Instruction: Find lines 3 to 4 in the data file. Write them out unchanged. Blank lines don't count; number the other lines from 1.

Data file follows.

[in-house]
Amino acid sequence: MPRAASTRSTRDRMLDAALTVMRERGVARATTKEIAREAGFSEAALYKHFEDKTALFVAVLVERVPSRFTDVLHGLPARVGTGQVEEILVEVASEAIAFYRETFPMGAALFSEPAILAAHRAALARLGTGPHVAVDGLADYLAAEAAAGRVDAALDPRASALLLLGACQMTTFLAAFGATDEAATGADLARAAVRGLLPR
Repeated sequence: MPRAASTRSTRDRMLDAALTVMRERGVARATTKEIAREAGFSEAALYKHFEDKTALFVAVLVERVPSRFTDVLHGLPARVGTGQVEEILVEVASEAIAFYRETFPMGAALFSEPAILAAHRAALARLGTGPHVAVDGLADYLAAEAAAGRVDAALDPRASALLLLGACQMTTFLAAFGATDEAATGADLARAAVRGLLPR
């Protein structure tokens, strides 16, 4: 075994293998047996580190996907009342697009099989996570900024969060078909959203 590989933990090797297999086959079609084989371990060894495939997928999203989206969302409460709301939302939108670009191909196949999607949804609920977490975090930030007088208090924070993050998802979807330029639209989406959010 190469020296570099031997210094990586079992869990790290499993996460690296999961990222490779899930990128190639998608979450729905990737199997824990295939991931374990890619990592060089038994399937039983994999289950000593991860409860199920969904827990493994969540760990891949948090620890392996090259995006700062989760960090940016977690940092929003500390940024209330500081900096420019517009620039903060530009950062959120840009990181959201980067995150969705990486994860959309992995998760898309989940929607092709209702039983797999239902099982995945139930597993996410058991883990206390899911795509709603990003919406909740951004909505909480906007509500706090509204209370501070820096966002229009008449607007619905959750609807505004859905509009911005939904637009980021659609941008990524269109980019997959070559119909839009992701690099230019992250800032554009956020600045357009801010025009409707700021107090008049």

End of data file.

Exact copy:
Repeated sequence: MPRAASTRSTRDRMLDAALTVMRERGVARATTKEIAREAGFSEAALYKHFEDKTALFVAVLVERVPSRFTDVLHGLPARVGTGQVEEILVEVASEAIAFYRETFPMGAALFSEPAILAAHRAALARLGTGPHVAVDGLADYLAAEAAAGRVDAALDPRASALLLLGACQMTTFLAAFGATDEAATGADLARAAVRGLLPR
């Protein structure tokens, strides 16, 4: 075994293998047996580190996907009342697009099989996570900024969060078909959203 590989933990090797297999086959079609084989371990060894495939997928999203989206969302409460709301939302939108670009191909196949999607949804609920977490975090930030007088208090924070993050998802979807330029639209989406959010 190469020296570099031997210094990586079992869990790290499993996460690296999961990222490779899930990128190639998608979450729905990737199997824990295939991931374990890619990592060089038994399937039983994999289950000593991860409860199920969904827990493994969540760990891949948090620890392996090259995006700062989760960090940016977690940092929003500390940024209330500081900096420019517009620039903060530009950062959120840009990181959201980067995150969705990486994860959309992995998760898309989940929607092709209702039983797999239902099982995945139930597993996410058991883990206390899911795509709603990003919406909740951004909505909480906007509500706090509204209370501070820096966002229009008449607007619905959750609807505004859905509009911005939904637009980021659609941008990524269109980019997959070559119909839009992701690099230019992250800032554009956020600045357009801010025009409707700021107090008049």